The Seattle Seahawks' Chad Wheeler Was Charged With Domestic Assault
A woman reportedly told police she was strangled until she passed out. When she came to, she saw Wheeler over the bed telling her, 'Wow you're alive?"
Chad Wheeler, an offensive lineman with the Seattle Seahawks, was charged with domestic assault on Wednesday after he allegedly attacked his girlfriend, strangling and beating her until she fell unconscious, prosecutors said.
The 27-year-old is facing one count of first-degree domestic violence assault, one count of unlawful imprisonment, and another count of resisting arrest after he "viciously attacked the victim in her bedroom," prosecutors said in court records.
Before charges were filed in court on Wednesday, the Seattle Seahawks announced they had dropped Wheeler from their roster after the arrest.
"The Seahawks are saddened by the details emerging against Chad Wheeler and strongly condemn this act of domestic violence," the team said in a statement. "Chad is a free agent and no longer with the team."
Wheeler, who joined the Seahawks in 2020 from the New York Giants, was arrested Saturday after a woman called police to an apartment in the city of Kent, telling a 911 dispatcher she was being "killed," the Seattle Times reported.
According to court records, Wheeler is accused of strangling the woman with both his hands and, at one point, forcing his fingers down her throat while continuing to squeeze her throat with one hand.
The woman told police she was strangled until she lost consciousness and, when she woke up, Wheeler strangled her again until she passed out a second time.
When she woke up again, according to prosecutors, the 310-pound Wheeler stood over her in the bedroom and calmly told her, "Oh, you're still alive."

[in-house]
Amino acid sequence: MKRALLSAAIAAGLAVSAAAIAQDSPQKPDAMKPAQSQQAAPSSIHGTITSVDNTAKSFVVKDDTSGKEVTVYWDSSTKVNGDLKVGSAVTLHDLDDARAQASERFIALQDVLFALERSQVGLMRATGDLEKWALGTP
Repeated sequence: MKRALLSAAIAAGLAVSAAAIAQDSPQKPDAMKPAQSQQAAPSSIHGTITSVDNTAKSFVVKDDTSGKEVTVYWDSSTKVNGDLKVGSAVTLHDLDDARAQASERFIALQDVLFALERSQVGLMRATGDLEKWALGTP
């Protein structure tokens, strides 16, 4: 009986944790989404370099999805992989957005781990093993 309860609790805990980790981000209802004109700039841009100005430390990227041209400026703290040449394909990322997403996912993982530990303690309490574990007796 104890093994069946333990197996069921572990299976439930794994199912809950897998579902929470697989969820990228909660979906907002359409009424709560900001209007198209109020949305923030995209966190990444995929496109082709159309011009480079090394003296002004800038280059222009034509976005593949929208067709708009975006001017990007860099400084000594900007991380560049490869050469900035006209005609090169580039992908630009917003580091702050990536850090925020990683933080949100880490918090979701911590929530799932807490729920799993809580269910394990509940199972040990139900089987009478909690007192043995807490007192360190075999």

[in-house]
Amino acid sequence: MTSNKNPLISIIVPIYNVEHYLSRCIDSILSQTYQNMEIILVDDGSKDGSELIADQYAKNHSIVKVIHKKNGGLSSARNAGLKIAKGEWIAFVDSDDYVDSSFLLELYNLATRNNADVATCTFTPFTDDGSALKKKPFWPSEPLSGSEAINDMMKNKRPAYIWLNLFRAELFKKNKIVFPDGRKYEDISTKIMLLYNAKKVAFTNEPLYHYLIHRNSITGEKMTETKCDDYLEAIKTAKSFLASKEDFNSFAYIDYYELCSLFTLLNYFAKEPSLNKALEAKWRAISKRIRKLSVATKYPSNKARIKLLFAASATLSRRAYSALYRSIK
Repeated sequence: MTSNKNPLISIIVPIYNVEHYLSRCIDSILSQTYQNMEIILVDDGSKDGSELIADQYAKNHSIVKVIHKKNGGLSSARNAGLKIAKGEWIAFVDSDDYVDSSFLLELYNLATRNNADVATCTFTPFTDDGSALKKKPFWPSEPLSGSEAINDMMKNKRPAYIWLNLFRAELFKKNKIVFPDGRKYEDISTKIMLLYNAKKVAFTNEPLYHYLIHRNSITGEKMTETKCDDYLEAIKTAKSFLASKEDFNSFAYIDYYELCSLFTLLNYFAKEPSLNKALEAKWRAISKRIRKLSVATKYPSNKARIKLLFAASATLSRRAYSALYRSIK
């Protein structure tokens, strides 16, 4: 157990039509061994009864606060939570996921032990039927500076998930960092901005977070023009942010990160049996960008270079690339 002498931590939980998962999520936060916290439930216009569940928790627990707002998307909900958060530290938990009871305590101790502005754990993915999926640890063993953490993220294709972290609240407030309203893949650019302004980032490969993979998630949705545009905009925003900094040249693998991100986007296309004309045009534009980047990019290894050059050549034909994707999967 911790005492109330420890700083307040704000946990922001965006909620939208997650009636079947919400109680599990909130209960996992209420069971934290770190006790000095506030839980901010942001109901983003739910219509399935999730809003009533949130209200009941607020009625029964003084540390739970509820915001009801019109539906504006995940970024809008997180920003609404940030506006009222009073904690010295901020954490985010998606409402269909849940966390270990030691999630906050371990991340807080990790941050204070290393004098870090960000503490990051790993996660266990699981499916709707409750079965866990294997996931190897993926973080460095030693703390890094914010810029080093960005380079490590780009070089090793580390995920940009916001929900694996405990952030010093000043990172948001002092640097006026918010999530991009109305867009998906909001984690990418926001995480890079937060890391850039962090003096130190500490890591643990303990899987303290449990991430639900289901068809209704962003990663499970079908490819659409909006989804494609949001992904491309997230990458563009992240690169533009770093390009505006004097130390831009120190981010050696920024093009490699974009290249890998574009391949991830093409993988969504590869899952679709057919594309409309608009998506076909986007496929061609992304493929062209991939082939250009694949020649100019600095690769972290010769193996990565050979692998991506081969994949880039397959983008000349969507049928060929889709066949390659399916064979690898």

The woman told police the violence began when Wheeler, who she said has bipolar disorder and had not taken his medication, asked her to bow to him, the Times reported. When she didn't, he allegedly threw her on the bed.
The woman was able to call police after regaining consciousness and locking herself in a bathroom.
The woman then began to text her friends and family, as well as Wheeler's father, asking them to call 911 because she was afraid of Wheeler hearing her call police.
Police reported hearing screaming when they forced their way into the apartment, finding Wheeler and the victim inside the bathroom.
According to court records, Wheeler began to apologize to her in the bathroom, while police could hear her screaming inside. Police then broke down the bathroom door.
Wheeler is accused of refusing the officers' commands and was tased at least once but "with little effect," authorities said.
"Sorry!" police reported Wheeler yelling at the victim, telling her he loved her and saying, "I don't beat women."
The woman was taken to a nearby hospital to be treated for a broken and dislocated arm. Prosecutors noted she had bruises on her neck, and that she vomited "large amounts of blood" the day after the attack.
"The defendant, who is physically conditioned and trained to compete at the highest level of professional sports, strangled, suffocated, and beat the victim into unconsciousness — twice — both times leaving her for dead as blood poured from her nose and mouth, and into her stomach and lungs," prosecutors said in court records.
Jail records indicate Wheeler was booked at King County jail at 1:19 a.m. Saturday. He was released Tuesday morning after posting a $400,000 bail.
In a series of tweets, Wheeler said the incident was a result of "a manic episode" and that he felt "truly ashamed." He also indicated he would be stepping away from football for the time being.
"I am deeply sorry for the pain and suffering that I have caused," he wrote in a tweet thread. "I apologized profusely for the turmoil that I have caused to my family, teammates, fans and those closest to me."
Wheeler added that his girlfriend was getting "the care she needs" and he would also be seeking help.
"It's time for me to walk away from football and get the help I need to never again pose a threat to another," he wrote. "I cannot express my sorrow or remorse enough. I am truly ashamed."